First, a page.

The problem is that all of these political leaders turn out to be disappointments in the end; even the best of them are imperfect people, with sins and weaknesses and skeletons in the closet, and even though they talk as if they’re going to build the new Jerusalem, it ends up only being New York! Even those who start out claiming to have the welfare of the people in mind - like the Bolsheviks in Russia at the beginning of the twentieth century, or Robert Mugabe in Zimbabwe in the late seventies - often end up being just like the evil tyrants they replaced. And of course, even the best of them retire or die one day, and then a lot depends on those who follow them; will they continue on the same path? And so the psalmist says,
‘Do not put your trust in princes,
in mortals, in whom there is no help.
When their breath departs, they return to the earth;
on that very day their plans perish’ (Psalm 146:3-4).
Jesus says that he is not like these people; he is the Good Shepherd. What makes him so good? Let’s look at the whole first half of John 10 to get an answer to that question. One thing we’ll notice as we look at these verses is that Jesus is a very unusual shepherd. In fact, all three of the characteristics we’re going to mention are not things we’d usually find in a shepherd at all.
The first thing I want to mention is what he has in mind for his sheep. In verses 9-10 Jesus says:
I am the gate. Whoever enters by me will be saved, and will come in and go out and find pasture. The thief comes only to steal and kill and destroy. I came that they may have life, and have it abundantly.
The thing that makes this unusual is that Jesus is entirely devoted to the well being of his sheep – not for what he can get out of them, but just for their own sake. Let’s be frank here: most shepherds want healthy sheep, but it’s because of what they can get out of them. Whether they’re keeping sheep for the sake of their wool, or because they want the meat, they aren’t doing it out of the goodness of their hearts; they’re trying to make a living, and that’s what the sheep are for. In other words, most shepherds look after their sheep in order to exploit them.
Some politicians talk a good line about caring for their constituents, but when we watch their actions, we know that in the end it’s their own well being that they’re dedicated to. But Jesus is different; he’s committed to the well being of his sheep. His vision for us is that we might have life, and have it abundantly – or, as some translations say, ‘life in all its fullness’. Jesus isn’t interested in taking things away from you unless they are things that ultimately diminish your life. But what he’s really about is adding to your life; he wants to add that joy and peace and sense of purpose that come from knowing God, from having the Holy Spirit living in you, from learning the ways of God. We sometimes say to people, ‘Get a life’; Jesus doesn’t only say it, he gives it to us as well. This is his vision for his sheep.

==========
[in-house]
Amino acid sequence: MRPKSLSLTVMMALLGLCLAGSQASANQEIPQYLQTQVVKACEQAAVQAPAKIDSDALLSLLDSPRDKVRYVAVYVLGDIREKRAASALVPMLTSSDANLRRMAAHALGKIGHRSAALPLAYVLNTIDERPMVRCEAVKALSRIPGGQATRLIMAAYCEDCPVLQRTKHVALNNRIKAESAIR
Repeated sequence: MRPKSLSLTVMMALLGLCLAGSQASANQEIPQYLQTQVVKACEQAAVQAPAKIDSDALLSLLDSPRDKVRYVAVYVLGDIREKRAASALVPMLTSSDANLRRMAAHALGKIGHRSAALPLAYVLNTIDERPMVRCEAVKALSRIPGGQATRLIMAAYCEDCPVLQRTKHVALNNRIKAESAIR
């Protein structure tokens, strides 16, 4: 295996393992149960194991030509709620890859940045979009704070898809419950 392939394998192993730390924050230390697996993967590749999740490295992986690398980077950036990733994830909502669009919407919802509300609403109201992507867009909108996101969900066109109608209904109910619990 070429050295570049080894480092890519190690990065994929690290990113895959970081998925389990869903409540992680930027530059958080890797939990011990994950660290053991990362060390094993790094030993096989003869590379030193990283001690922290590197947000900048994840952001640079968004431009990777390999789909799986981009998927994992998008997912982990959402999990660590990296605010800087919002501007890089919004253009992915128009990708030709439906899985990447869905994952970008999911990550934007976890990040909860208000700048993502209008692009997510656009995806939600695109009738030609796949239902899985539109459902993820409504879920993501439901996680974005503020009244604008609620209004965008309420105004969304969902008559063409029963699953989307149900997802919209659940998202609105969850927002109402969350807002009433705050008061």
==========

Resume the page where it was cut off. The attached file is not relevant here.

The second thing I want to mention is the depth of his commitment to his sheep. A hired worker has no personal investment in the sheep; he’s just putting in his time and earning his wages. If some of the sheep get lost or sick or die, it might be a bad reflection on the hired worker but it doesn’t have a personal impact on him.
The shepherd, on the other hand, is also the owner of the sheep; they belong to him, and he has a huge personal investment in them. This means that he is even willing to sacrifice himself on their behalf; as Jesus says in verse 11: ‘I am the good shepherd. The good shepherd lays down his life for the sheep’. This perhaps would have strained the credulity of Jesus’ hearers a little; I doubt if they’d known too many shepherds who were willing to die to protect their sheep. All the more reason why Jesus is such a Good Shepherd; his sheep are so important to him that he is willing to make the ultimate sacrifice on their behalf.
In the first letter of John we read: ‘We know love by this, that (Jesus) laid down his life for us – and we ought to lay down our lives for one another’ (1 John 3:16). In our world today it’s easy to get jaded about words of love and caring. Businesses say in their advertising that they really care for their customers, and we’ve heard politicians talking about how their constituents are so important to them, but all too often the actions don’t match up with the words. But John goes on to say, ‘Little children, let us love, not in word or speech, but in truth and action’ (1 John 3:18). This is what Jesus did; he didn’t just speak words of love, but gave his life on the Cross for us, so that we could be saved.